Diagnostic Usefulness of Multifrequency Tympanometry for Ménière’s Disease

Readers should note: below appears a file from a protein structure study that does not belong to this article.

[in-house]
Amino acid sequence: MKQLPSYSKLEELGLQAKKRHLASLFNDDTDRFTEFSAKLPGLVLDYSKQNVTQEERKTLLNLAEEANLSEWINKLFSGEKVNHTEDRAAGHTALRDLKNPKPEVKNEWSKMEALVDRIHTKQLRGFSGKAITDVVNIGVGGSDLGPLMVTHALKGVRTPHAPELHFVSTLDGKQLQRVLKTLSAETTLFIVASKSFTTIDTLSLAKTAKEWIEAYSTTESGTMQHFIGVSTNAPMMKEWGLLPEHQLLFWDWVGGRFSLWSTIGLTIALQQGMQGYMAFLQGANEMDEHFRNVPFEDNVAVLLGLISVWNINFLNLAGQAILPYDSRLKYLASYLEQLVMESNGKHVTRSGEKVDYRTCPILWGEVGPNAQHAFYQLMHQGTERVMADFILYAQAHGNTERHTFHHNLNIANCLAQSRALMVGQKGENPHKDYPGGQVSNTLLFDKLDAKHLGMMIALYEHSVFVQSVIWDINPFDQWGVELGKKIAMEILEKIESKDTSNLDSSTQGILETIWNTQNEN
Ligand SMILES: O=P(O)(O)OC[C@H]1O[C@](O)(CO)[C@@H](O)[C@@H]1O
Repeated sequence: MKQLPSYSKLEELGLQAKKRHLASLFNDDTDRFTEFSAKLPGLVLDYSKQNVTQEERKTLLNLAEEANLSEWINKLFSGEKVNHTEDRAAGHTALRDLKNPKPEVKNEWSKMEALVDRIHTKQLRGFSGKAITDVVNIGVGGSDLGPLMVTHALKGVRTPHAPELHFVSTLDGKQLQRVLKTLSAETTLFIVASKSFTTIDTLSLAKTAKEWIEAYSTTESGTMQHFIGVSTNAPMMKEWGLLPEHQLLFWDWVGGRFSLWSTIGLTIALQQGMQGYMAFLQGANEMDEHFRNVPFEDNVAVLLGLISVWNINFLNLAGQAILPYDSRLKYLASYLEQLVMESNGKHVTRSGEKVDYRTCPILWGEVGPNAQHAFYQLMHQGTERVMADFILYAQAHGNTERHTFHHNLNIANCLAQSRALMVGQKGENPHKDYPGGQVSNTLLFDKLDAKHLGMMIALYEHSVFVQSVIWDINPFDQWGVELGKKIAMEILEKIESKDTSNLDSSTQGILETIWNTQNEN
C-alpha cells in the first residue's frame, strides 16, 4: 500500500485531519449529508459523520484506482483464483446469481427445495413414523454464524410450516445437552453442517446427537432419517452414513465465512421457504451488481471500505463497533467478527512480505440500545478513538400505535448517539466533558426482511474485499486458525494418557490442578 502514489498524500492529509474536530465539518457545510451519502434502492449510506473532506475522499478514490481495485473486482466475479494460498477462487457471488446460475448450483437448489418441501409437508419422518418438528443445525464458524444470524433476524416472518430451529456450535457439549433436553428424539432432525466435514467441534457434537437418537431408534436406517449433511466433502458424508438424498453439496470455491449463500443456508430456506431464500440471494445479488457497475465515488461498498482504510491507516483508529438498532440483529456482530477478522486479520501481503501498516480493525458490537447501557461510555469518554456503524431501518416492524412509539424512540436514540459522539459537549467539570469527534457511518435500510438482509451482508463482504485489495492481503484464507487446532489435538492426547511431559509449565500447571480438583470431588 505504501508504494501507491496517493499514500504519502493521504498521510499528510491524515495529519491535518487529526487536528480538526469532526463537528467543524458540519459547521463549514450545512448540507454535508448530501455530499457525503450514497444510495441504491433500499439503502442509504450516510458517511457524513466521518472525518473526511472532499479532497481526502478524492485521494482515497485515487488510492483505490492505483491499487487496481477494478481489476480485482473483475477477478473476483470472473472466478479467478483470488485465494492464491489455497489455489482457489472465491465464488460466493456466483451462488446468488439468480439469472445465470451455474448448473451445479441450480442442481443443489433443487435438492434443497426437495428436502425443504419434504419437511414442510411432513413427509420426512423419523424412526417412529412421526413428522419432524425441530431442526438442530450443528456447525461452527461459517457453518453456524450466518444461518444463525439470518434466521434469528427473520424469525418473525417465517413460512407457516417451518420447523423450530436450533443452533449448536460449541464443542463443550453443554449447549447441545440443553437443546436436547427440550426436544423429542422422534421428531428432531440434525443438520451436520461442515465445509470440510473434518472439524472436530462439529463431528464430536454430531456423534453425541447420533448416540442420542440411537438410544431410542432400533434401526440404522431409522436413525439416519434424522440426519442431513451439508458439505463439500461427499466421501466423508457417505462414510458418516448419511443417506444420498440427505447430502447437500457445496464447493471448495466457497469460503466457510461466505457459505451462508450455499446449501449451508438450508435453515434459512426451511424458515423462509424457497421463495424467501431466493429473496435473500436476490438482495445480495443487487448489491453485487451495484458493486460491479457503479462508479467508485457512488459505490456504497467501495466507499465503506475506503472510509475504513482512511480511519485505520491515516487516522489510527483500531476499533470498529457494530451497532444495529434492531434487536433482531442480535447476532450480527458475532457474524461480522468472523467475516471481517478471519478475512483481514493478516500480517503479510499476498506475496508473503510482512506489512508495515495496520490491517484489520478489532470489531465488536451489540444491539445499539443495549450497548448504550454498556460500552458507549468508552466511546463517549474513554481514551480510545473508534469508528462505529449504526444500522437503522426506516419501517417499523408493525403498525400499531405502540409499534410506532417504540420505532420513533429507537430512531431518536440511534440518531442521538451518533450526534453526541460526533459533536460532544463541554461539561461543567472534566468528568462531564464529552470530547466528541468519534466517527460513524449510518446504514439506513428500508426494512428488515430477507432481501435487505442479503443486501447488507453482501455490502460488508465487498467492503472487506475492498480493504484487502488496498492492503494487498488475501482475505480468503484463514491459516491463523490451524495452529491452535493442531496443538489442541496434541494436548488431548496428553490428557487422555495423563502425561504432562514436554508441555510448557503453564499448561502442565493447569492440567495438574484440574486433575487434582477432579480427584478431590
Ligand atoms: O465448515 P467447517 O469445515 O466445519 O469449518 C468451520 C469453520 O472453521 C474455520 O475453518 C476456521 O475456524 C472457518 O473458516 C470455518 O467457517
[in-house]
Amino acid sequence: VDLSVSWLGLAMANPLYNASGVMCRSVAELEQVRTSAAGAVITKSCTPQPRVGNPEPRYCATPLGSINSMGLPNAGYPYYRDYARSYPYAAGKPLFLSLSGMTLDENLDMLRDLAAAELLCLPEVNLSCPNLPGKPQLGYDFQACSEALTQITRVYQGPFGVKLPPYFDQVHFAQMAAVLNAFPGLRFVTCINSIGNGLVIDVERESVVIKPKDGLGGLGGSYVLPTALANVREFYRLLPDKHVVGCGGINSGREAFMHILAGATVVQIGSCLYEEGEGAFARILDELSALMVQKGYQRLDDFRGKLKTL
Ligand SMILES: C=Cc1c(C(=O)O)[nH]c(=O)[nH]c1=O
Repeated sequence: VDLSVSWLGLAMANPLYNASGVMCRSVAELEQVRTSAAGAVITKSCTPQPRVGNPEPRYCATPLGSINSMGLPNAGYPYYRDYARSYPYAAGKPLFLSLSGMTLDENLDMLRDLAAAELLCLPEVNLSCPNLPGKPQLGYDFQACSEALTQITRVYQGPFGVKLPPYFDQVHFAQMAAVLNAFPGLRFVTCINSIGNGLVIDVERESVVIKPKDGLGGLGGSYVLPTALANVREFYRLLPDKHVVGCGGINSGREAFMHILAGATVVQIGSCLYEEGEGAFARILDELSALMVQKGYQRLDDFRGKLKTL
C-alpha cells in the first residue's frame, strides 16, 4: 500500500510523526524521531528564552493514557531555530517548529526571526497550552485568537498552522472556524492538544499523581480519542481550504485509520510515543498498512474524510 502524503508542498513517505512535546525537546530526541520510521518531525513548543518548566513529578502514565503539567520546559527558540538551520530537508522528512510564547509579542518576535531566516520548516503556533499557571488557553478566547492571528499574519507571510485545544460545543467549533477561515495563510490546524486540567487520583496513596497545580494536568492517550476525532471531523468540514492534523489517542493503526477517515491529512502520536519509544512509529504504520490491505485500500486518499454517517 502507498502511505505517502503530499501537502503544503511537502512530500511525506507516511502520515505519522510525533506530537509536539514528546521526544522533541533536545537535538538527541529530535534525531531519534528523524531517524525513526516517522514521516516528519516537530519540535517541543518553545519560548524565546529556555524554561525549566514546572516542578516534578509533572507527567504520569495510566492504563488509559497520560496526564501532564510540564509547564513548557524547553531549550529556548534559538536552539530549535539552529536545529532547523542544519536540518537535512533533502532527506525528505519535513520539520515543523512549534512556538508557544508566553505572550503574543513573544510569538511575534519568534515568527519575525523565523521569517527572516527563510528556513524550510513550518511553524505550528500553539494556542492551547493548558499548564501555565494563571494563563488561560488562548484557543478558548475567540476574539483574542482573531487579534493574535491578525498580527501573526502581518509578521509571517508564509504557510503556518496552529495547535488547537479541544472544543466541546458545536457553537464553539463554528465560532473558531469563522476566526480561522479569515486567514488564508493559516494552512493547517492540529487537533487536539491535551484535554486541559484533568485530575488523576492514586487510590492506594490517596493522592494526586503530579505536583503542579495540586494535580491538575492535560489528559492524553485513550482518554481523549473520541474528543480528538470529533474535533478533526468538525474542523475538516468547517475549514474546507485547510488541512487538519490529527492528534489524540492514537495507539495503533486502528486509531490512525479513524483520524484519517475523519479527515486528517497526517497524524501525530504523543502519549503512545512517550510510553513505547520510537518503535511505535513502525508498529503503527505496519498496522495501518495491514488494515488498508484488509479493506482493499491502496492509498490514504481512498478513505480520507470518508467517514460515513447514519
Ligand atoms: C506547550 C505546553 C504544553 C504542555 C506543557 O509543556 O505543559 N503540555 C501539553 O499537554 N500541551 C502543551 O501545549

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Multifrequency tympanometry (MFT) is the measurement of the impedance of the middle ear transmission system at a wide range of frequencies from 200 Hz to 2 kHz. A potential use of MFT as a new diagnostic tool for detecting endolymphatic hydrops has recently been reported. However, its clinical usefulness for diagnosing Ménière’s disease (MD) remains unclear. To evaluate the clinical usefulness of MFT as a new qualitative and diagnostic test for MD, we performed MFT in 70 patients with unilateral or bilateral MD and in 29 normal control subjects. The width of double peaks in the admittance tympanograms (Y width) at 2 kHz and the resonance frequency (RF) were analyzed, and receiver operating characteristic (ROC) curves were constructed. The Y width in MD-affected ears was significantly greater than that in control ears (p < 0.001). The RF in MD-affected ears was significantly lower than that in control ears (p < 0.01). Neither the Y width nor RF had a significant relationship with hearing levels or the results of caloric and vestibular myogenic potential testings. The area under the ROC curve was 0.71 for the Y width and 0.66 for the RF. At the optimal cutoff points, the sensitivity and specificity of the Y width were 47.3 and 86.8%, respectively, and those of the RF were 41.3 and 84.2%, respectively. These results indicated that MFT is significantly associated with the presence of MD, but its diagnostic accuracy is only modest. MFT is a simple, noninvasive test, which should be considered as a complementary test in the diagnosis of MD.Copyright © 2013 S. Karger AG, Basel

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